A fantasy novel by George MacDonald

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124                          PHANTASTES:
sufficiently from the one removed, it was yet in complete accordance with my tastes. I dressed myself in this, and went out. The whole palace shone like silver in the sun. The marble was partly dull and partly polished; and every pinnacle, dome, and turret ended in a ball, or cone, or cusp of silver. It was like frost-work, and too dazzling, in the sun, for earthly eyes like mine. I will not attempt to describe the environs, save by saying, that all the pleasures to be found in the most varied and artistic arrangement of wood and river, lawn and wild forest, garden and shrubbery, rocky hill and luxurious vale; in living creatures wild and tame, in gorgeous birds, scattered fountains, little streams, and reedy lakes—all were here. Some parts of the palace itself I shall have occasion to describe more minutely.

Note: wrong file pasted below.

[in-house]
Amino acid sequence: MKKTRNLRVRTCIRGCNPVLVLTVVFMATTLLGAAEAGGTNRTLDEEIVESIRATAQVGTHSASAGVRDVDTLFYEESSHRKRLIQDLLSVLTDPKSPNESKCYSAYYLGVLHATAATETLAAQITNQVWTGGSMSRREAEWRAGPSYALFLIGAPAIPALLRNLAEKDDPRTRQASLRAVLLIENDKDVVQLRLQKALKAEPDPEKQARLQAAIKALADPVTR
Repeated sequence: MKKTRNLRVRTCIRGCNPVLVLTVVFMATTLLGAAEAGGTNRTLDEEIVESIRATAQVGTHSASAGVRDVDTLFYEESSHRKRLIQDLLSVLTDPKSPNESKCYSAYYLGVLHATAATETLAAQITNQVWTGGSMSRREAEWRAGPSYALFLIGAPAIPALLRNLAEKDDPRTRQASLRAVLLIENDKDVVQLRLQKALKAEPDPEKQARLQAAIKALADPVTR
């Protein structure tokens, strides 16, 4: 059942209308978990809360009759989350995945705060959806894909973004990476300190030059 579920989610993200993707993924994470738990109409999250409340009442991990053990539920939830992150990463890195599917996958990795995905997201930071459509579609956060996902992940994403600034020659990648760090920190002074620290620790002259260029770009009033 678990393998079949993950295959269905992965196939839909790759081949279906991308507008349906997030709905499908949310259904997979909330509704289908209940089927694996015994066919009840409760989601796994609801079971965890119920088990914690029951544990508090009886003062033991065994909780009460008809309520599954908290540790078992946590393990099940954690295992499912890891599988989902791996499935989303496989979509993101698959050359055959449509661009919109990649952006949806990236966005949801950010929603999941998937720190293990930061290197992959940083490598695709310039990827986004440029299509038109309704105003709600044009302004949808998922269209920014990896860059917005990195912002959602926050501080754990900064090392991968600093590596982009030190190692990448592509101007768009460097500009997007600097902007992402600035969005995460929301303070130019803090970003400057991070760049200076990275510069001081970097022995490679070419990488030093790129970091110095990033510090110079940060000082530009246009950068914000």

For this whole morning, I never thought of my demon shadow; and not till the weariness which supervened on delight brought it again to my memory, did I look round to see if it was behind me: it was scarcely discernible. But its presence, however faintly revealed, sent a pang to my heart, for the pain of which, not all the beauties around me could compensate. It was
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